As Shinzo Abe's government bets it all on Donald Trump's America, there's new evidence that Xi Jinping's China holds far more promise.

The idea that Asia's biggest economy is a boon for Abe's deflation-plagued population is hardly revolutionary. But historical animus and vast wage-level disparities have long kept the region's two commercial powers apart. But a new survey from the Japan External Trade Organization, covering about 3,000 firms, finds that nearly 9 percent of those that either moved jobs to China, or planned to, are coming back to Japan.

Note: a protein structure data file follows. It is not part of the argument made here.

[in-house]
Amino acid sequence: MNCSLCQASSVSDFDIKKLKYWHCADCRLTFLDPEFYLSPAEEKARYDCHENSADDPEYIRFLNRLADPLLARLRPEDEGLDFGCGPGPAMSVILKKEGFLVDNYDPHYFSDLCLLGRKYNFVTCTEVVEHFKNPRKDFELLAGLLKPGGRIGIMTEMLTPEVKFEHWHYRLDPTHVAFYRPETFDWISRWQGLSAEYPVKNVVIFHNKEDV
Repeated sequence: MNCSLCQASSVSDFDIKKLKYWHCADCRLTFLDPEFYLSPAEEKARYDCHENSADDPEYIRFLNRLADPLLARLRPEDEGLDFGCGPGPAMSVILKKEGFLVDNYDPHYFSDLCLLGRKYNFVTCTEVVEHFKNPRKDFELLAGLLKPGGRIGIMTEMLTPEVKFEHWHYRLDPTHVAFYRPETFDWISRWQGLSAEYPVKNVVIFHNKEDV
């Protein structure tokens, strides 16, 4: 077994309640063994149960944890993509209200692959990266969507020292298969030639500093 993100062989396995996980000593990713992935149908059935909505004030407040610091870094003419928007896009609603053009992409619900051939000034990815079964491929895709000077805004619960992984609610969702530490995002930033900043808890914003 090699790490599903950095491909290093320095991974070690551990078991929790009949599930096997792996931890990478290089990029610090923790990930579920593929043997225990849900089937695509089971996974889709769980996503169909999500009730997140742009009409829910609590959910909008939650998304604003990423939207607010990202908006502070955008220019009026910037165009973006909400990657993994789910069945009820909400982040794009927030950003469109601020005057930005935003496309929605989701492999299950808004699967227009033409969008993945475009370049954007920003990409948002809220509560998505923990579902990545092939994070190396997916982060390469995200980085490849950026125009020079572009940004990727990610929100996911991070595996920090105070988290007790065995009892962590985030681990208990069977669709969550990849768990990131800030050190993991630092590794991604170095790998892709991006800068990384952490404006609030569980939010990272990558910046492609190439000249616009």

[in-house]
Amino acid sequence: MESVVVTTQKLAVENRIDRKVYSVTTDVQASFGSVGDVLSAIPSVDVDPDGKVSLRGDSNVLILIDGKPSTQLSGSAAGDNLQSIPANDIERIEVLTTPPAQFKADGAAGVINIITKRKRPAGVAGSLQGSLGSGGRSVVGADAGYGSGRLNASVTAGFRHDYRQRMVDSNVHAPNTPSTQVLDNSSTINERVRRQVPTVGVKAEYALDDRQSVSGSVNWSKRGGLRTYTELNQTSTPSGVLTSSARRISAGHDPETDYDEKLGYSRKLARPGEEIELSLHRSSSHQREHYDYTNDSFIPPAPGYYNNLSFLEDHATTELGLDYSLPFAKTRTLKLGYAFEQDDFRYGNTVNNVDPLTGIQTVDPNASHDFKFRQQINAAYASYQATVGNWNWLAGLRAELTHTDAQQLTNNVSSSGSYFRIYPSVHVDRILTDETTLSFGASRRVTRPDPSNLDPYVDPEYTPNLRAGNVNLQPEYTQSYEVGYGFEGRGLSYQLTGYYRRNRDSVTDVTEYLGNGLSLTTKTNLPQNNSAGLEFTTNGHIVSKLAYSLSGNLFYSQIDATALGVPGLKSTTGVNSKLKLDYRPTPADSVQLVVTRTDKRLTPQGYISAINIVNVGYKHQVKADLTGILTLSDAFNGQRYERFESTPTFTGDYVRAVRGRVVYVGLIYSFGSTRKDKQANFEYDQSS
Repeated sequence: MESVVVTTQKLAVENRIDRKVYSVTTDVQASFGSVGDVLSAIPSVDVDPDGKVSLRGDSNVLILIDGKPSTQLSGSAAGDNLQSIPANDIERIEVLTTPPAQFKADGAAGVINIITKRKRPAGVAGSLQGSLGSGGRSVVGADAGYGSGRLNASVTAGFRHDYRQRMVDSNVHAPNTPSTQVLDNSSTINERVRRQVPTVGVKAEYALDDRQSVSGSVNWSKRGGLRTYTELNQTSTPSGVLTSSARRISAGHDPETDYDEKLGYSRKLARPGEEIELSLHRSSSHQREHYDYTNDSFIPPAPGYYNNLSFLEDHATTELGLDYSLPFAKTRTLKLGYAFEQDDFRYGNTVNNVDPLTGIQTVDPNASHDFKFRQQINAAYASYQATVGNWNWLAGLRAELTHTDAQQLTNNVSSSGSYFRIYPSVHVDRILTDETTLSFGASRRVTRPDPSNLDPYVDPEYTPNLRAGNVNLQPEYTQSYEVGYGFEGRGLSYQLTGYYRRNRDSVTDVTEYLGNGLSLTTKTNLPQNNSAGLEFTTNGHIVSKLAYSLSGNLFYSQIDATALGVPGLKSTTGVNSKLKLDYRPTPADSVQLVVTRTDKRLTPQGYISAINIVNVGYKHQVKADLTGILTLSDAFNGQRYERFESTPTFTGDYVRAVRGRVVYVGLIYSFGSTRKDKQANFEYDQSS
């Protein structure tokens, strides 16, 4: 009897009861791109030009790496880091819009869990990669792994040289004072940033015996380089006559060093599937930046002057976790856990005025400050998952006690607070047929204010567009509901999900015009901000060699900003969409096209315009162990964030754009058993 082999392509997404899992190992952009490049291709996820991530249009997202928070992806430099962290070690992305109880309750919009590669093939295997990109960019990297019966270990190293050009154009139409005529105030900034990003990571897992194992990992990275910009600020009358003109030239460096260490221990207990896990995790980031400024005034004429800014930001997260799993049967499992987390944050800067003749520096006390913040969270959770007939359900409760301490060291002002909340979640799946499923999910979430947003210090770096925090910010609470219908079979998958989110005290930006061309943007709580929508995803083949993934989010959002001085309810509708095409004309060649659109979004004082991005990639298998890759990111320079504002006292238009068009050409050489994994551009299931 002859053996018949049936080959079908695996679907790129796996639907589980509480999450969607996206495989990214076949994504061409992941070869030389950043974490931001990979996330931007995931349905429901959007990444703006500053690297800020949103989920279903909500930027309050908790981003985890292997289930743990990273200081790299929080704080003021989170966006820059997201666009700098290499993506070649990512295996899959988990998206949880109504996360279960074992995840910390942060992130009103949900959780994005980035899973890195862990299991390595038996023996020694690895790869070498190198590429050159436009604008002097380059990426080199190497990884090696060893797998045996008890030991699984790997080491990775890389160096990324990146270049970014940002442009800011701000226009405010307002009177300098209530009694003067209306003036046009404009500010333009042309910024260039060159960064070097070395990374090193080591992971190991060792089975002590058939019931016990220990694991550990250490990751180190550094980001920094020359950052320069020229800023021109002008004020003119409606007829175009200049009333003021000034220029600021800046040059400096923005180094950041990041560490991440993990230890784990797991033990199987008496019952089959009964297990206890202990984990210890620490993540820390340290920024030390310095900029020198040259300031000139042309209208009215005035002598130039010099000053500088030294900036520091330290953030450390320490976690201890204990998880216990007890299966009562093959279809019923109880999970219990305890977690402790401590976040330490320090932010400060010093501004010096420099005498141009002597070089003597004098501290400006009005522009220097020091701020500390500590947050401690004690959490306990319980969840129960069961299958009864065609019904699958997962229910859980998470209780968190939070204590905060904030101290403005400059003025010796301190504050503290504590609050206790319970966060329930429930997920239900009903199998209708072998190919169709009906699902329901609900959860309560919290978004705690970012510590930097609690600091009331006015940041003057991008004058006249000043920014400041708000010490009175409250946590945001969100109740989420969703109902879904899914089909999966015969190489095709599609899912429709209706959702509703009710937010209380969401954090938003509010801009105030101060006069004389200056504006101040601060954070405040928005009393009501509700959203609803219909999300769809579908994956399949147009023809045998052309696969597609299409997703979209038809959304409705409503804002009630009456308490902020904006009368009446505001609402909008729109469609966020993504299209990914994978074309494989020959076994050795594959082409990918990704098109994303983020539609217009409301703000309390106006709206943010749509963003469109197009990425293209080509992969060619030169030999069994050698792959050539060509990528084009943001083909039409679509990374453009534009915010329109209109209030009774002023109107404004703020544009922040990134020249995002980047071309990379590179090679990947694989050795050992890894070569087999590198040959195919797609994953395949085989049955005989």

The first reversal since 2006 reflects rising mainland wages that could accelerate this "reshoring" phenomenon, the flip side of offshoring. Over the past five years, monthly factory pay in major Chinese cities has risen between 20 and 30 percent. That's partly why the pace of reverse imports from China between January and March was down 18 percent from 18 months earlier. The proportion of goods made in China for Japanese companies also is down to 42 percent from 50 percent five years ago.